Egypt’s Carry Trade Bounces Back as Foreigners Buy Up Debt Again
(Bloomberg) -- Egypt is starting to claw back capital lost earlier during the global pandemic when foreign investors pulled more than half of their money from the local debt market.
International buyers are returning for a second month after a pickup in June pushed their holdings of local-currency government bonds to $10.6 billion, a reversal from Egypt’s largest-ever capital outflows in the previous three months.
Foreigners pumped $3 billion into local debt in the first two weeks of July, according to an Egyptian official who asked not to be identified because the information isn’t public.
With the central bank keeping borrowing costs on hold since an emergency cut in March, investors are again looking to cash in on a favorite carry trade, in which they borrow in currencies where interest rates are low and invest in the local assets of countries where they are high.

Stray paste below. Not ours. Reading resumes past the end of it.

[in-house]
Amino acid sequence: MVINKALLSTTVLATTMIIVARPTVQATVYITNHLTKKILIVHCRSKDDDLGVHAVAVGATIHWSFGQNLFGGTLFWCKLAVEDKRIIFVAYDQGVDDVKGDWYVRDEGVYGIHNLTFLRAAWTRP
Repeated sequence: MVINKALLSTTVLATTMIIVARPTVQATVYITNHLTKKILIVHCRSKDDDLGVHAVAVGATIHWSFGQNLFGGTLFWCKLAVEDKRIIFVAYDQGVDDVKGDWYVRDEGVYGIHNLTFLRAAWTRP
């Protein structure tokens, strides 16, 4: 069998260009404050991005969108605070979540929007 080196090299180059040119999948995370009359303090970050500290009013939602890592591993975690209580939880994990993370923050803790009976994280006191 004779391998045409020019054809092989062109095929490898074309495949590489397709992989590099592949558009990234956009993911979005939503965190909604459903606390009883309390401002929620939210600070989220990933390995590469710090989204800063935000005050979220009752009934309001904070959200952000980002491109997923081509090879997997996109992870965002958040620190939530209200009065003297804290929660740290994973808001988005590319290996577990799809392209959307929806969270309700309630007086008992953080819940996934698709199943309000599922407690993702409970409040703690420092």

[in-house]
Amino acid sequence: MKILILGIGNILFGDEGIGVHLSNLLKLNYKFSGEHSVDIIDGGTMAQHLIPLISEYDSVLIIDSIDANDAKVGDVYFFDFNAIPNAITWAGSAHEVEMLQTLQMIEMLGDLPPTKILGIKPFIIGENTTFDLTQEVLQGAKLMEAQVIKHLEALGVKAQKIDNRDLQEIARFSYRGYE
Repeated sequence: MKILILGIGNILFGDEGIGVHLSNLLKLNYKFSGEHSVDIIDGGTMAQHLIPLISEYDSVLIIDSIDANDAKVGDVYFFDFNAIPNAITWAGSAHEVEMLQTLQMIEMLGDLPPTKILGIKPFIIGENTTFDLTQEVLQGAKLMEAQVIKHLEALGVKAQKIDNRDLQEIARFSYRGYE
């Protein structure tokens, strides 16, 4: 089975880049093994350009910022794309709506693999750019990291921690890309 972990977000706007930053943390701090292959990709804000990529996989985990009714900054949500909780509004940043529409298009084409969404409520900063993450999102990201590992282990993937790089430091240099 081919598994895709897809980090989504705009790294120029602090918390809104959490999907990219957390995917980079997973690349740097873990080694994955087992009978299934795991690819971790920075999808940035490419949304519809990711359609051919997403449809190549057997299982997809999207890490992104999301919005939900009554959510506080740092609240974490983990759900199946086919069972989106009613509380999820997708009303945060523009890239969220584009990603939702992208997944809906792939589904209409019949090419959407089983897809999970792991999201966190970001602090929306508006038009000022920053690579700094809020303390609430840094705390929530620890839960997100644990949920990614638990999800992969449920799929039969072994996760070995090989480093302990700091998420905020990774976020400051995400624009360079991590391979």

Egyptian bonds have returned 6.8% in dollar terms this year, the fourth-best performance among the roughly 25 emerging markets tracked by Bloomberg. Adjusted for inflation, the average rate on local-currency bonds is one of the world’s highest at around 8.4%, according to Bloomberg Barclays indexes.
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External financing received after Egypt’s recent agreements with the International Monetary Fund has started to turn sentiment in favor of local debt, especially with stronger risk appetite across global markets. It may take a similar turnaround in tourism, trade and remittances to put Egypt’s remaining risks to rest.
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